We sat down with Pham Thi Thu Diep, the newly appointed Country General Manager of IBM Vietnam, to discuss the growth of Viet Nam’s IT sector in 2021 and how IBM will play a part in this overall picture.
First of all, congratulations on your new position as Country General Manager for IBM in Viet Nam. Let’s start our conversation by focusing on the area that you have been leading at IBM for the last decade – software, cloud and cognitive. How would you comment on the growth of cloud and AI in recent years?
As we all know, in the last couple of years, businesses are now very much focused on leveraging AI to enhance productivity and competitiveness as well as moving to the open hybrid cloud to drive innovation at scale in a secure way. Though the key objectives may vary, the final outcome is obvious, they all want to emerge either as AI and cloud innovation drivers or leaders.
Application scenarios across various verticals continue to move from divided to a unified and customised methodology. The need for digital governance and collaborative approach with the technology companies will further facilitate in the scaling up of enterprises priorities in the AI industry chain.
A recent study of IBM Institute for Business Value (IBV) found business executives in Viet Nam are increasingly planning to invest in hybrid multi-cloud platform strategies and capabilities to drive business transformation and to unlock value. Sixteen per cent of their IT spend is allocated to cloud at present and they plan to increase the share of spend on hybrid from 41 per cent today to 43 per cent by 2023. Also in the next two years, organisations in Viet Nam expect to be using at least eight clouds, from a growing number of vendors.
So what do you think will be the opportunity to accelerate and drive digital transformation?
Today’s operations must be dynamic, responsive, and interconnected to an organisation’s ecosystem and workflows. So, it starts with automation. For a growing number of businesses, manual processes just cannot deliver the adaptability, speed, and efficiency needed to thrive. All business decisions need to be based on data which makes demands of the CIO to make recommendations. Essential to this is to have insights from the data at their fingertips.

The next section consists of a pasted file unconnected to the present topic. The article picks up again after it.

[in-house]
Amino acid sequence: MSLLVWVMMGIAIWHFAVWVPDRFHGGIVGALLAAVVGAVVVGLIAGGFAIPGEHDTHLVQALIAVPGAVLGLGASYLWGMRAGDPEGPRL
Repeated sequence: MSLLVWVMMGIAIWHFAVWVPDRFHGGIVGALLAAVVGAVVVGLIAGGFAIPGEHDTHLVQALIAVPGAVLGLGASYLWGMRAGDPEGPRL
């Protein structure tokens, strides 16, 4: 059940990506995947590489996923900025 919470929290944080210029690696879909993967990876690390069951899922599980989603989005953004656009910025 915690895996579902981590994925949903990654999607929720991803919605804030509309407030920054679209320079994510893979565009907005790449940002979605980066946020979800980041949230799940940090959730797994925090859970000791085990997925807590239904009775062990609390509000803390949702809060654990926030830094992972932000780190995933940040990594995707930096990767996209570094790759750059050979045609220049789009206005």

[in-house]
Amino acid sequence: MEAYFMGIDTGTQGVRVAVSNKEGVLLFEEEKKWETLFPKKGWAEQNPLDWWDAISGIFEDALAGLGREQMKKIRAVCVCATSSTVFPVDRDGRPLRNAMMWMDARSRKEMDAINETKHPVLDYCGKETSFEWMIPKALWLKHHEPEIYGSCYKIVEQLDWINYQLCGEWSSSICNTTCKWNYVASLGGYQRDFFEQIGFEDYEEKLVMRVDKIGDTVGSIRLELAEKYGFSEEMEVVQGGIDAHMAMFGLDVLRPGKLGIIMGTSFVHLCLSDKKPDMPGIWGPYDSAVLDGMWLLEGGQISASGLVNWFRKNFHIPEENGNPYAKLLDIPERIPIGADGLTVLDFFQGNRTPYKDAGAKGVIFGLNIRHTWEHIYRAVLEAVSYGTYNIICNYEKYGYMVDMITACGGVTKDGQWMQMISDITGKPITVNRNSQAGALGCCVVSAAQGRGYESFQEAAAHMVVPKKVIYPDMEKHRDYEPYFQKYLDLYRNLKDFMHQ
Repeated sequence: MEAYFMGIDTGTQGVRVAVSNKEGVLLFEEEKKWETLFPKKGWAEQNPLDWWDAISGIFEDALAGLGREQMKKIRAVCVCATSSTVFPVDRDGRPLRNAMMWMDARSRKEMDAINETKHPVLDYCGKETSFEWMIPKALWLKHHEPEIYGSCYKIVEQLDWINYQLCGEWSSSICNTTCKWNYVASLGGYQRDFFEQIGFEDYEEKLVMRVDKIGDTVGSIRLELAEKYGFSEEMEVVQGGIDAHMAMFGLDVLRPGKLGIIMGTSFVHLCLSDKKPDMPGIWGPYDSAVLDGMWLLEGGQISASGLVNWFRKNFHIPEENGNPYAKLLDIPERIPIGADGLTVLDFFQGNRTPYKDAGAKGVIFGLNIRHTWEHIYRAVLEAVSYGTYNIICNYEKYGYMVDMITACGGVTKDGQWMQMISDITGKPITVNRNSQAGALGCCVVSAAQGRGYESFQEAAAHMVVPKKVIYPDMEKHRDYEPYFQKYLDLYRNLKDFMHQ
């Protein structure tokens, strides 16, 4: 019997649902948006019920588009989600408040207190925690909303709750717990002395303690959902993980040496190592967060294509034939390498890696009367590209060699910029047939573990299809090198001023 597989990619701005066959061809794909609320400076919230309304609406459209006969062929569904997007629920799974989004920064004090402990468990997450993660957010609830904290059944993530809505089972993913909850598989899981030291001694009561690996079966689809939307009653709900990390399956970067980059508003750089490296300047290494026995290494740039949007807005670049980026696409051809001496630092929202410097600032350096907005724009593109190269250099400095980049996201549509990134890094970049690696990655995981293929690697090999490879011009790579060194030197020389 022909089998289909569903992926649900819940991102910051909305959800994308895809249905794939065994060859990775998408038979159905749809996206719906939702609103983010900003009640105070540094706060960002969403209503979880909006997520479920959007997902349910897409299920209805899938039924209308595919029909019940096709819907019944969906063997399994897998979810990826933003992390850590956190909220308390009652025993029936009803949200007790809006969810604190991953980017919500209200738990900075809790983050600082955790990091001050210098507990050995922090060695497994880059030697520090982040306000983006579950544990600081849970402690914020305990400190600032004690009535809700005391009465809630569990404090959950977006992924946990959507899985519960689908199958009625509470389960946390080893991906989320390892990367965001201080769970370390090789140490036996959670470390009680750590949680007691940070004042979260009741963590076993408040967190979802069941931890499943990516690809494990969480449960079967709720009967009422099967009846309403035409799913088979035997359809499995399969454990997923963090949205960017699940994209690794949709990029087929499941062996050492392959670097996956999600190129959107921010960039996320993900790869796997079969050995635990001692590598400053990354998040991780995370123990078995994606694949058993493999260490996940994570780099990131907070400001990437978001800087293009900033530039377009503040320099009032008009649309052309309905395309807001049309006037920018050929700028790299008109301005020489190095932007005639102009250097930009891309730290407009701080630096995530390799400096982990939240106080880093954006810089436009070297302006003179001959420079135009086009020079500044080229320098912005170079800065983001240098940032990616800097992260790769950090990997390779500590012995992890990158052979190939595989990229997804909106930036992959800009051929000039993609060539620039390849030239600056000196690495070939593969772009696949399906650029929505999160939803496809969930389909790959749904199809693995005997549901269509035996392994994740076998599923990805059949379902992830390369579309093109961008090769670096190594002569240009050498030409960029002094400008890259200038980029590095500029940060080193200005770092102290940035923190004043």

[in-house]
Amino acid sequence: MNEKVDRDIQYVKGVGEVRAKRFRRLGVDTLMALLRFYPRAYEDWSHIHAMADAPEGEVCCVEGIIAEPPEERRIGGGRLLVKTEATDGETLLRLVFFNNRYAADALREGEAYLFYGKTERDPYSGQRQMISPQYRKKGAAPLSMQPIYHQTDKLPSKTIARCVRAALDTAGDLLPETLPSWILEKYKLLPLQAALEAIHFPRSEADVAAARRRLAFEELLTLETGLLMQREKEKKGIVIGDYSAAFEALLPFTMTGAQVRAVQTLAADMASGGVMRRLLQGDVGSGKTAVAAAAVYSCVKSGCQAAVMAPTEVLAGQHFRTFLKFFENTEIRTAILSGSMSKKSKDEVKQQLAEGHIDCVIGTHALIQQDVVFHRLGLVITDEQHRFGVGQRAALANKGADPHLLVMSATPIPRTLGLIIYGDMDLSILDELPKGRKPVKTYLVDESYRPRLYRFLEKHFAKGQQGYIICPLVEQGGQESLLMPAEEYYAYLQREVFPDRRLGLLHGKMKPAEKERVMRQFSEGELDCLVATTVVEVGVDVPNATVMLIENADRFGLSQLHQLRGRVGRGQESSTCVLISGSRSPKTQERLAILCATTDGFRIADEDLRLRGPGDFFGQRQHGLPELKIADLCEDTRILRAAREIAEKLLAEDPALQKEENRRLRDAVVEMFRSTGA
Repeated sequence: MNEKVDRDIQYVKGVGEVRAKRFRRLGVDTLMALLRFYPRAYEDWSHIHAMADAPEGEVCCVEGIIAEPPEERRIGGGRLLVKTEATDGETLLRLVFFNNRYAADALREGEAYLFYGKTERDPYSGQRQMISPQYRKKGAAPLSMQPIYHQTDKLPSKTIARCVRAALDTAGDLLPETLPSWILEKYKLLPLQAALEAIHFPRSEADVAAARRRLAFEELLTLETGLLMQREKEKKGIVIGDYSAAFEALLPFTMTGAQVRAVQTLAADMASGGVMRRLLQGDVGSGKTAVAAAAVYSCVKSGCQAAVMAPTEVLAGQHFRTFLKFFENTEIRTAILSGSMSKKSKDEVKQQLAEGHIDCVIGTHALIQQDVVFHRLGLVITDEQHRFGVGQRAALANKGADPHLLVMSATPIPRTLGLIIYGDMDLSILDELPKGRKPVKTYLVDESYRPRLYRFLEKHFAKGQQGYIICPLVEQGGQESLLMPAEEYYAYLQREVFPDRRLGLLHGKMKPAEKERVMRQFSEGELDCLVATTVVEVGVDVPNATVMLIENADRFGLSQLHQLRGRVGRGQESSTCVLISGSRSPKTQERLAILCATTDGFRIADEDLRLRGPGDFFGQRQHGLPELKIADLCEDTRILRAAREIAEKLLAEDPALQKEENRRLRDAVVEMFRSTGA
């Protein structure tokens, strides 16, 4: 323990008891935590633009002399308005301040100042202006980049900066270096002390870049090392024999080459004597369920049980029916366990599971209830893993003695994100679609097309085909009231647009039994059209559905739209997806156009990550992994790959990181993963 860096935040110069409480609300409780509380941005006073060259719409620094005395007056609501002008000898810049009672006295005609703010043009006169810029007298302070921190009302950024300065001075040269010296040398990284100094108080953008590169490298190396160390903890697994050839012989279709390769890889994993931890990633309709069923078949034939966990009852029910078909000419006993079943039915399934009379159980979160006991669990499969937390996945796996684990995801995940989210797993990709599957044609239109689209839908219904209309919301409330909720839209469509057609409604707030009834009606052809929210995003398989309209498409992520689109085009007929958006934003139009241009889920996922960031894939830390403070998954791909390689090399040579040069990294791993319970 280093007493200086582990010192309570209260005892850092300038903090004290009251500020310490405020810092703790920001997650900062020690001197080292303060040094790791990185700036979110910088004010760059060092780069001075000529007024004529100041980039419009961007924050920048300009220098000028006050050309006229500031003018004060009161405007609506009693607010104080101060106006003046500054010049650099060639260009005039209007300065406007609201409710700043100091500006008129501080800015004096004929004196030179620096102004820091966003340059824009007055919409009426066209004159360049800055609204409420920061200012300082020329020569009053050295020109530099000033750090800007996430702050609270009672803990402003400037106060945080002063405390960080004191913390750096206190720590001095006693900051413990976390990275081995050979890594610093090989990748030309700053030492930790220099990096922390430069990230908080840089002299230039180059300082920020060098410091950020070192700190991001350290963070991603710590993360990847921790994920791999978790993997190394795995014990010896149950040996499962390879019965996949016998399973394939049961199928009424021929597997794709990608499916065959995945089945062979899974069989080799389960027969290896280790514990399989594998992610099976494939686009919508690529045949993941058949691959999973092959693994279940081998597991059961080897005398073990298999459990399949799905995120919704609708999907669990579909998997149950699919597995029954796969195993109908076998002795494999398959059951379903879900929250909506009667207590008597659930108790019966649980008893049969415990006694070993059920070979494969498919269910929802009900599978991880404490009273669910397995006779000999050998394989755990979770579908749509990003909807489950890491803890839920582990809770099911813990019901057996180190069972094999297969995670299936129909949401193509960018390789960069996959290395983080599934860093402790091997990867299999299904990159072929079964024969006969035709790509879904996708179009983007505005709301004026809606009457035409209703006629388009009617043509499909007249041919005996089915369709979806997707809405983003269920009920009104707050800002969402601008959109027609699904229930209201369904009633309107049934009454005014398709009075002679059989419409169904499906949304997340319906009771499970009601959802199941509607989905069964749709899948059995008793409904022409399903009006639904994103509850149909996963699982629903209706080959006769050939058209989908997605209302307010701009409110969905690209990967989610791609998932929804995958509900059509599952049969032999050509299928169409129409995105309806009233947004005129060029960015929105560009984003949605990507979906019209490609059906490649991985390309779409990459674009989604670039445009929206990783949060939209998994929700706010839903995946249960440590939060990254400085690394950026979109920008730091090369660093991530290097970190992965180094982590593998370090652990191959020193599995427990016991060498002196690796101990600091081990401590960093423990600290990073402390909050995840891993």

Until recently, research has shown that while most companies viewed AI automation as strategic, adoption has been slow, primarily due to a lack of skills. But we can’t wait for a new generation of skills to come through the door, we need tools to leap us forward – tools like IBM’s Auto AI, AI that builds AI. Forward-thinking innovations like these are designed to accelerate AI adoption and usage to ensure the longevity and growth of the business.
In the area of skills building, IBM Vietnam is partnering with Ha Noi University of Science and Technology to equip universities’ lecturers with the infrastructure and resources to deliver AI, cloud and data science learning to students. We are also collaborating with educational institutions in the country to organise workshops in basic AI skills for teachers from all 63 provinces. The workshops equip teachers with the basic approach, workflow and application of AI, in which to help them build training programmes for at least 1,200 students nationwide.
Moving away from cloud and AI, last October, IBM announced its split and the NewCo is planned to be announced within this year. How has the transition work been at IBM?
As announced, we expect the spinoff of our Managed Infrastructure Services company to be completed by the end of 2021, so for now, it is business as usual. At the point we do transition, however, IBM and the new company will remain critical partners. The new organisation will be able to partner fully across all cloud vendors while maintaining a strong strategic partnership with IBM and continuing to serve existing and new clients. In addition, the new company will be IBM’s preferred partner for managed infrastructure services, enabling seamless operations across the two companies for clients.
Through the transition and once the spinoff is complete, clients’ key points of contact will remain essentially the same, and the quality of services and delivery they receive will be unchanged. In fact, we are committed to redoubling our efforts toward client responsiveness and attentiveness and expect those changes to be carried forward by both new companies.
What is the advantage of having a company focused on IT infrastructure?
As the leading Managed Infrastructure Services company, the new entity will be uniquely positioned to help clients advance their digitisation journeys, driven by lean AI and automation. At the same time, COVID-19 has accelerated the need for agility and assurance that businesses will continue to run regardless of the circumstances. As an independent company, the new business will have the advantage of scale, from day one, benefitting customers immediately. The new organisation will have $19 billion in revenue, some 90,000 employees and more than 4,600 clients in 115 countries. The business will help its clients modernise their infrastructure and accelerate digitisation and will have the ability to invest in the technology and skills to drive the next-generation digital transformation.
In Viet Nam, we plan to grow both IBM and the new organisation by offering clients the IT services, hybrid cloud and AI tools that they need to power digital transformation. IBM is spinning off its infrastructure services business to allow both businesses to grow independently, with a focus on their respective strengths, hence to support our clients better and more efficiently.